“An ambulance is coming! What do I do?”: How to get out of the way of a vehicle with priority

You’re driving  your car when you hear a siren. You look in the rearview mirror and see that an ambulance is approaching at full speed. What should you do so as to let it pass and get to the hospital quickly? This something that figures in all the driving codes, and you probably already know the answer. But it never hurts to review it.

Ambulances (both public and private), firemen, police cars and civil protection vehicles are given priority as long as their lights are on. In 2018 it was decided that throughout Europe the emergency lights of all these vehicles should be blue. According to regulations, it’s enough for them to have their lights on for everyone to give them right of way, although they usually also sound their sirens. In addition, these vehicles with right of way are not obliged to obey traffic norms in an emergency, and can exceed the speed limit without being fined.

How to get out of the way of a vehicle with priority

When hearing the siren and seeing the blue lights in the rearview mirror, the first thing to do is not be nervous: keep going in the same direction and slowly reduce your speed.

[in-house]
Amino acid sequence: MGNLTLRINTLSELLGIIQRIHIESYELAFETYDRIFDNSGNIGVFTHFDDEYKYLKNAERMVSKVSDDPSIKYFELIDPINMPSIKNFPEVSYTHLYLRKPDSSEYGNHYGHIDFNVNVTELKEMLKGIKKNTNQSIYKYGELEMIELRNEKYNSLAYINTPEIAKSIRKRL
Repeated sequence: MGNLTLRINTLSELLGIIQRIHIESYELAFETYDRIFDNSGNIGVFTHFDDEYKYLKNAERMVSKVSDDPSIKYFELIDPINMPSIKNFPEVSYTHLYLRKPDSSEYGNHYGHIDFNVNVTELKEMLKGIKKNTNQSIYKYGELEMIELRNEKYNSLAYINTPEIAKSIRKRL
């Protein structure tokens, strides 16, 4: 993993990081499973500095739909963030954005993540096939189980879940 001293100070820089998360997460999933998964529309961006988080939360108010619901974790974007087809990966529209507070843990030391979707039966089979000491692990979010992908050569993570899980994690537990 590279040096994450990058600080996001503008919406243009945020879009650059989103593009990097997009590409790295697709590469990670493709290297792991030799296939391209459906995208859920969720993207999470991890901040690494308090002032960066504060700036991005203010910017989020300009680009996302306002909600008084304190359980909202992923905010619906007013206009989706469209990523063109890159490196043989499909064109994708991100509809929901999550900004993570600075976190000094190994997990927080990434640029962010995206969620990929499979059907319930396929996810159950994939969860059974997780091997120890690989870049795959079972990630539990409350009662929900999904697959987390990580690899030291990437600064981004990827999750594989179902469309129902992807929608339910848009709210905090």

According to the Spanish DGT (Directorate-General for Traffic), you should observe the traffic and try to move to one side, while signalling that maneuver. If that’s not possible, then keep calm and don’t make any surprise movements with your car or brake suddenly. And obey any instructions you might receive from the emergency personnel.

If you are driving on a two-way street, pull over to your right.

On roads with two lanes in each direction, the vehicles on the right will pull over to the right, while those on the left will pull over to their left.

On roads with three lanes in each direction, vehicles on the left will move to that side, while those in the right lane and in the center lane will move to their right. 

To make it even clearer, the Madrid 112 Agency of Safety and Emergencies has launched the  #Dejapaso (Give Way) campaign, with a video that explains what to do in the presence of emergency vehicles.

In the case of ambulances, it’s essential that they reach a hospital in a hurry, because in the first 60 minutes after an accident some 75% of injured people die. It’s what is known as the Golden Hour.

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